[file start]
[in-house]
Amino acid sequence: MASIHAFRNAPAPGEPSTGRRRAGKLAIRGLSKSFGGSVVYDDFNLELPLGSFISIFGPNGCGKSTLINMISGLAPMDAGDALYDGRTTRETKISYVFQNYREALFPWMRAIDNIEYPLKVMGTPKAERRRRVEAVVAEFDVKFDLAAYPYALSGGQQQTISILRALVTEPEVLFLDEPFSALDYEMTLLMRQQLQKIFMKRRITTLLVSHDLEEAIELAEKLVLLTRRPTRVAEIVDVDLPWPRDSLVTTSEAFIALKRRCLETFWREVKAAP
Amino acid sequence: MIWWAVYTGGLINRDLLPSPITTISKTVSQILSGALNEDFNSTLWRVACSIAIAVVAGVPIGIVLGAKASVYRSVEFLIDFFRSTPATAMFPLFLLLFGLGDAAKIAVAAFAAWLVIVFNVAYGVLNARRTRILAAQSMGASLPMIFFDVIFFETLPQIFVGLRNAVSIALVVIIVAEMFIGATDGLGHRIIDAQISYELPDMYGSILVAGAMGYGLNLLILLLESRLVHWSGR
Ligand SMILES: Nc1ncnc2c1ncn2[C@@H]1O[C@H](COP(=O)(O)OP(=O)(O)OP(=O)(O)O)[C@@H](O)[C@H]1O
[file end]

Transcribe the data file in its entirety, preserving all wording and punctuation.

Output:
[in-house]
Amino acid sequence: MASIHAFRNAPAPGEPSTGRRRAGKLAIRGLSKSFGGSVVYDDFNLELPLGSFISIFGPNGCGKSTLINMISGLAPMDAGDALYDGRTTRETKISYVFQNYREALFPWMRAIDNIEYPLKVMGTPKAERRRRVEAVVAEFDVKFDLAAYPYALSGGQQQTISILRALVTEPEVLFLDEPFSALDYEMTLLMRQQLQKIFMKRRITTLLVSHDLEEAIELAEKLVLLTRRPTRVAEIVDVDLPWPRDSLVTTSEAFIALKRRCLETFWREVKAAP
Amino acid sequence: MIWWAVYTGGLINRDLLPSPITTISKTVSQILSGALNEDFNSTLWRVACSIAIAVVAGVPIGIVLGAKASVYRSVEFLIDFFRSTPATAMFPLFLLLFGLGDAAKIAVAAFAAWLVIVFNVAYGVLNARRTRILAAQSMGASLPMIFFDVIFFETLPQIFVGLRNAVSIALVVIIVAEMFIGATDGLGHRIIDAQISYELPDMYGSILVAGAMGYGLNLLILLLESRLVHWSGR
Ligand SMILES: Nc1ncnc2c1ncn2[C@@H]1O[C@H](COP(=O)(O)OP(=O)(O)OP(=O)(O)O)[C@@H](O)[C@H]1O